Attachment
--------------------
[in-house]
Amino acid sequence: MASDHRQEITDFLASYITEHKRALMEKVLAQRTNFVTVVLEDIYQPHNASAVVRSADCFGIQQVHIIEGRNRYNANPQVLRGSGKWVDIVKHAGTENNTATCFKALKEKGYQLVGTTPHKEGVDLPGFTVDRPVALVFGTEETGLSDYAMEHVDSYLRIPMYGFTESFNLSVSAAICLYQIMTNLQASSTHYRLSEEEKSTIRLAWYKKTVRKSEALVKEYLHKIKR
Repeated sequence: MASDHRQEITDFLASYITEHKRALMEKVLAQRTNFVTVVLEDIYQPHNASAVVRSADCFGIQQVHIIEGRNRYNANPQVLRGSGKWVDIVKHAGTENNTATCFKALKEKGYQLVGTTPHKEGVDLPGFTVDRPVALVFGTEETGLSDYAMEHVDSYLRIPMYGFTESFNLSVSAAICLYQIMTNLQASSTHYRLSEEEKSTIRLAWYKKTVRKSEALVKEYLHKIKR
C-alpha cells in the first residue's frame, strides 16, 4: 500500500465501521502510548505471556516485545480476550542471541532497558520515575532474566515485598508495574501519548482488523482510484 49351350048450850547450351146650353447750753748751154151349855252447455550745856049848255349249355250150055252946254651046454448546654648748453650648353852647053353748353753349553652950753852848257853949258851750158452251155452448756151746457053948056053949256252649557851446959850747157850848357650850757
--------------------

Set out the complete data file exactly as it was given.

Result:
[in-house]
Amino acid sequence: MASDHRQEITDFLASYITEHKRALMEKVLAQRTNFVTVVLEDIYQPHNASAVVRSADCFGIQQVHIIEGRNRYNANPQVLRGSGKWVDIVKHAGTENNTATCFKALKEKGYQLVGTTPHKEGVDLPGFTVDRPVALVFGTEETGLSDYAMEHVDSYLRIPMYGFTESFNLSVSAAICLYQIMTNLQASSTHYRLSEEEKSTIRLAWYKKTVRKSEALVKEYLHKIKR
Repeated sequence: MASDHRQEITDFLASYITEHKRALMEKVLAQRTNFVTVVLEDIYQPHNASAVVRSADCFGIQQVHIIEGRNRYNANPQVLRGSGKWVDIVKHAGTENNTATCFKALKEKGYQLVGTTPHKEGVDLPGFTVDRPVALVFGTEETGLSDYAMEHVDSYLRIPMYGFTESFNLSVSAAICLYQIMTNLQASSTHYRLSEEEKSTIRLAWYKKTVRKSEALVKEYLHKIKR
C-alpha cells in the first residue's frame, strides 16, 4: 500500500465501521502510548505471556516485545480476550542471541532497558520515575532474566515485598508495574501519548482488523482510484 49351350048450850547450351146650353447750753748751154151349855252447455550745856049848255349249355250150055252946254651046454448546654648748453650648353852647053353748353753349553652950753852848257853949258851750158452251155452448756151746457053948056053949256252649557851446959850747157850848357650850757